The official student newspaper of Vanderbilt University

The Vanderbilt Hustler

The official student newspaper of Vanderbilt University.
Since 1888
The official student newspaper of Vanderbilt University

The Vanderbilt Hustler

The official student newspaper of Vanderbilt University.
The official student newspaper of Vanderbilt University

The Vanderbilt Hustler

The official student newspaper of Vanderbilt University.

Vanderbilt implements new Tree Replacement Policy as part of FutureVU

Following multiple instances of severe weather on campus and the death of the Bicentennial Oak, the university announced a policy to replant trees that were removed due to construction.
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Anseley Philippe
A fallen tree behind the Branscomb Quadrangle, as photographed on March 4, 2023. (Hustler Multimedia/Anseley Philippe)

The university’s new Tree Replacement Policy requires campus planners to replace on-campus trees that are removed during construction.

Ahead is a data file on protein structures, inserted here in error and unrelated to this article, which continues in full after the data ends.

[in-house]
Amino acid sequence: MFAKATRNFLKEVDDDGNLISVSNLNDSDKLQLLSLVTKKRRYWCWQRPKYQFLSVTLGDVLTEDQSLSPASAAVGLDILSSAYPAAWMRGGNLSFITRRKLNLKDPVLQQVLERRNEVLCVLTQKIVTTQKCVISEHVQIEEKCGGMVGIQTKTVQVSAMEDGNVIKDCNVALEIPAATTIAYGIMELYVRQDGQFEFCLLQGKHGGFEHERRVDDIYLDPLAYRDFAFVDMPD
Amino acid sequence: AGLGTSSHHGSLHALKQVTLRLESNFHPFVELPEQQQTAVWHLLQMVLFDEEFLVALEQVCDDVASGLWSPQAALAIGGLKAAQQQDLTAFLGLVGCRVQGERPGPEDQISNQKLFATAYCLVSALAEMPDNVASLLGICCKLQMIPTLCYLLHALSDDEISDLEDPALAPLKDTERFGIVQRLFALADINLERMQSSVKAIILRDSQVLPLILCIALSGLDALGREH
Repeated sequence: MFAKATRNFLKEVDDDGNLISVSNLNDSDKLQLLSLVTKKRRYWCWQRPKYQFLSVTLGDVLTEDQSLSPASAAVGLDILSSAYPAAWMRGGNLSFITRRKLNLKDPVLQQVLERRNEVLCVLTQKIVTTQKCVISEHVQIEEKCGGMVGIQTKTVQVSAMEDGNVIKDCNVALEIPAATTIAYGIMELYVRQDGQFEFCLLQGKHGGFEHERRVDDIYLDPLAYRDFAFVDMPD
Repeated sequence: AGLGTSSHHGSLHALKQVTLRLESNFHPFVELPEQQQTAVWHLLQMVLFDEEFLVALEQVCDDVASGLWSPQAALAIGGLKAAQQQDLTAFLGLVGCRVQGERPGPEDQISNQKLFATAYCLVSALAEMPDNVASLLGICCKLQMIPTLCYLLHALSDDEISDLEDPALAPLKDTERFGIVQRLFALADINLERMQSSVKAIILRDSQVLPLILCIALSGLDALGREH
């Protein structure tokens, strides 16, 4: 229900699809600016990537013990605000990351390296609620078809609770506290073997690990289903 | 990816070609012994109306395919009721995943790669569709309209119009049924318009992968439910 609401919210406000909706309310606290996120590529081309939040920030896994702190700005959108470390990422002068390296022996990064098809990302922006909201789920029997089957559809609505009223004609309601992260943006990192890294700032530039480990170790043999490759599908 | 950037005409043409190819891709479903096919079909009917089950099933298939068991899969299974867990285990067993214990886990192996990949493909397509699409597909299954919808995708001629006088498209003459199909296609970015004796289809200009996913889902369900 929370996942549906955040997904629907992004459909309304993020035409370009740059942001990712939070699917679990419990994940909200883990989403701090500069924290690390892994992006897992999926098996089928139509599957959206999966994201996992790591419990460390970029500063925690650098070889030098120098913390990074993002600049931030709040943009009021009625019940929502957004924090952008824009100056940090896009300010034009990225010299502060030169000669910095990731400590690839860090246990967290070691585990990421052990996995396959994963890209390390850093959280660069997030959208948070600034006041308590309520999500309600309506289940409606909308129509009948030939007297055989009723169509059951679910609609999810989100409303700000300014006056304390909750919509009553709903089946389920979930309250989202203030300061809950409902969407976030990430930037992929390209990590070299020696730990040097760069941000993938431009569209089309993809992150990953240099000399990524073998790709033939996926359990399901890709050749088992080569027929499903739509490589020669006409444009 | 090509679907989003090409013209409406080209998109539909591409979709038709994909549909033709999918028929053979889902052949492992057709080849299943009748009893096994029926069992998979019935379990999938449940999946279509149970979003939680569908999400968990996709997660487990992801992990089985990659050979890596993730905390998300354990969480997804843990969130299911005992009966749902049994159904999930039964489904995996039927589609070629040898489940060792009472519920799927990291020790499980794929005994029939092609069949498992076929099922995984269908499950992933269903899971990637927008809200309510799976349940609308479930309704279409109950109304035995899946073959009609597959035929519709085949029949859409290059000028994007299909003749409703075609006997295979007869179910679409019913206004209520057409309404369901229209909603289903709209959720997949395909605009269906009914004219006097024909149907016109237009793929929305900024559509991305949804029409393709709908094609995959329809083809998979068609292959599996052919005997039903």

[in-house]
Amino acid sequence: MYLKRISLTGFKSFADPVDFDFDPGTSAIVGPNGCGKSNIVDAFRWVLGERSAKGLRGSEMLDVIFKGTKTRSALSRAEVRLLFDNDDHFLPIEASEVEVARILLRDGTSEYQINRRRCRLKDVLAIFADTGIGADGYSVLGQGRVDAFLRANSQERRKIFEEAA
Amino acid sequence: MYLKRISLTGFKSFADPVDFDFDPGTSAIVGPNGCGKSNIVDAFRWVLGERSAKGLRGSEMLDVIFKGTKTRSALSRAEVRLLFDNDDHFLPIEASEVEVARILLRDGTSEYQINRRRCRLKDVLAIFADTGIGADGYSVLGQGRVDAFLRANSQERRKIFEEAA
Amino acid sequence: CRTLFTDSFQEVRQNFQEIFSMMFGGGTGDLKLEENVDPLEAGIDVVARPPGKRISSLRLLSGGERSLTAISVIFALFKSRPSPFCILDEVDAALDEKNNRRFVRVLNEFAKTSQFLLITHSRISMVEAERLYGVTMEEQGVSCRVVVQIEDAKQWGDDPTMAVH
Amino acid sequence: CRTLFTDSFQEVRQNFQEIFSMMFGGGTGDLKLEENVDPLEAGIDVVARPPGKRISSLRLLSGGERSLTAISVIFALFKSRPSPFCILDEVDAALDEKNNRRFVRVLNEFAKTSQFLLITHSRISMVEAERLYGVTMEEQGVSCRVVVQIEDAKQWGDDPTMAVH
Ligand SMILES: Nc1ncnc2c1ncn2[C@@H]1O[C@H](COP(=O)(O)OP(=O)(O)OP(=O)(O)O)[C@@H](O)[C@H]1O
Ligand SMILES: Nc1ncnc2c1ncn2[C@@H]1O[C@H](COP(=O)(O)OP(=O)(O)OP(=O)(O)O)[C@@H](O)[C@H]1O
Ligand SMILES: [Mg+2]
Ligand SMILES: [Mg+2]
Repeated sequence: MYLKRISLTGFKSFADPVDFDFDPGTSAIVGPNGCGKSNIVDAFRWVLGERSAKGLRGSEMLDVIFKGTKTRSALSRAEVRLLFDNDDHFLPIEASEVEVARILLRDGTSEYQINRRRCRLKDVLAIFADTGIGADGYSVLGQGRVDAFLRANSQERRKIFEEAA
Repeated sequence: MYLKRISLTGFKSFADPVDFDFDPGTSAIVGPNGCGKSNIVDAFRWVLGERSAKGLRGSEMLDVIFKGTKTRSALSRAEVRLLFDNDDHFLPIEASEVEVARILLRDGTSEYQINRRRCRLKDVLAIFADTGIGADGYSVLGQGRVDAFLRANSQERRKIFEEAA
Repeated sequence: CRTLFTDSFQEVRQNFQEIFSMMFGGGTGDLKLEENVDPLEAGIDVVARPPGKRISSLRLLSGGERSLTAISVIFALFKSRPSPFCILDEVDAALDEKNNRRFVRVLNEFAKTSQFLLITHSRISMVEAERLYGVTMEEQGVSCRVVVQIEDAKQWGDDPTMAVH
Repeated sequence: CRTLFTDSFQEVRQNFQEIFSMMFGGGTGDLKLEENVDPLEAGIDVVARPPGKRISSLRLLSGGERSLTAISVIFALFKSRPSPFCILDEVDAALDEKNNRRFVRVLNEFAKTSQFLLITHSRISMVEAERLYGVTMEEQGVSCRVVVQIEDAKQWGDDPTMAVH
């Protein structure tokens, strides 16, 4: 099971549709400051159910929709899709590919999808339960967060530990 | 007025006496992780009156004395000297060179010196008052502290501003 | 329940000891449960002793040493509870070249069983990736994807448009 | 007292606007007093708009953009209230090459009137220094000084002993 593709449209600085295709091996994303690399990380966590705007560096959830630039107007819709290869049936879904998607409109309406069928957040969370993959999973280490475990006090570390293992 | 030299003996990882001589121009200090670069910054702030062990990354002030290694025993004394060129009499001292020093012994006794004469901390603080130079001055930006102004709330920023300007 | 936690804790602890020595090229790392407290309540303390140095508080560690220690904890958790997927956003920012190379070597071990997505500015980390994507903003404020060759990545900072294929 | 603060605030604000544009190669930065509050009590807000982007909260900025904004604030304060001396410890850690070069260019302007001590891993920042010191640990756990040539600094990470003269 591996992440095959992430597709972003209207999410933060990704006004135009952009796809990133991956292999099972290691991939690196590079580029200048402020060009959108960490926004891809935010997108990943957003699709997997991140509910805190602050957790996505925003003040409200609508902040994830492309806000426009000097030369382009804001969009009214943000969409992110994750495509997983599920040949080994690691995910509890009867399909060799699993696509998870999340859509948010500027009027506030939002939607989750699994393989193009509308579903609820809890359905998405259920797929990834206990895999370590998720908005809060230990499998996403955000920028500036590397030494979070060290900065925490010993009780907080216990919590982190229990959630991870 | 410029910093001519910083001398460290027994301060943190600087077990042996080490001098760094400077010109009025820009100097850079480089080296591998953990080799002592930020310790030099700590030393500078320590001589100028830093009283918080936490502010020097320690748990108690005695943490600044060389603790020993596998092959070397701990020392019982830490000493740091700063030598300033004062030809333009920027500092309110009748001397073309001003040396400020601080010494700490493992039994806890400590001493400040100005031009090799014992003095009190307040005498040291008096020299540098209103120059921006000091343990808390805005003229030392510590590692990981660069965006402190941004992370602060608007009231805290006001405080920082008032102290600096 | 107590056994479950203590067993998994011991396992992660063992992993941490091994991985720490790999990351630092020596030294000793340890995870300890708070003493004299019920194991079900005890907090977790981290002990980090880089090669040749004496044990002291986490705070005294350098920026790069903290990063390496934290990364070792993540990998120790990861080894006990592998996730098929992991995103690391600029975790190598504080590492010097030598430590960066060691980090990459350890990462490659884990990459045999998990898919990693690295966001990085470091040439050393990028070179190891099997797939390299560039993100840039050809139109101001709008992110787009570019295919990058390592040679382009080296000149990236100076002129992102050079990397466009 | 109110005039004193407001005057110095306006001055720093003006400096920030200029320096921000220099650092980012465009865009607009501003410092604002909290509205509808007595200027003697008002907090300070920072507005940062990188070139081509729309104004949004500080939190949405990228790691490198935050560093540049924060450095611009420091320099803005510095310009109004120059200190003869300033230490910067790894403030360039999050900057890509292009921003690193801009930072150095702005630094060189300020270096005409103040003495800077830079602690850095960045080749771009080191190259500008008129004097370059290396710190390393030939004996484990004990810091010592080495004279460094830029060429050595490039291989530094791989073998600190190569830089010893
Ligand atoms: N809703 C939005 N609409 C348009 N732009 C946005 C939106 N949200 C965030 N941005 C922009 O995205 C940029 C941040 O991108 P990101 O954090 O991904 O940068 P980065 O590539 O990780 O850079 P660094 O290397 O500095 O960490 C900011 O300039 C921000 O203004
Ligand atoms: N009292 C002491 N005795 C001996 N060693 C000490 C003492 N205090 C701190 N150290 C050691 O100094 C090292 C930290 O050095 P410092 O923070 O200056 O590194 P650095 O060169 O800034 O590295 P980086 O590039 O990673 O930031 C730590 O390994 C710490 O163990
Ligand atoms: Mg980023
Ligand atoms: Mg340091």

This policy comes after the fall of the Bicentennial Oak in November 2022, a tree that predated the university’s founding. Severe weather during a March 2023 storm also left 21 trees dead and an additional 12 damaged across campus, according to a representative of Plant Operations. 

The university implemented the policy as part of its FutureVU initiative in November 2022 semester but announced it to the student body in February. This initiative, which was launched in 2015, includes environmental sustainability goals intended to guide Vanderbilt over the next 20-30 years. One such initiative includes “preserving and expanding the campus’ park-like setting.”

Vanderbilt as an arboretum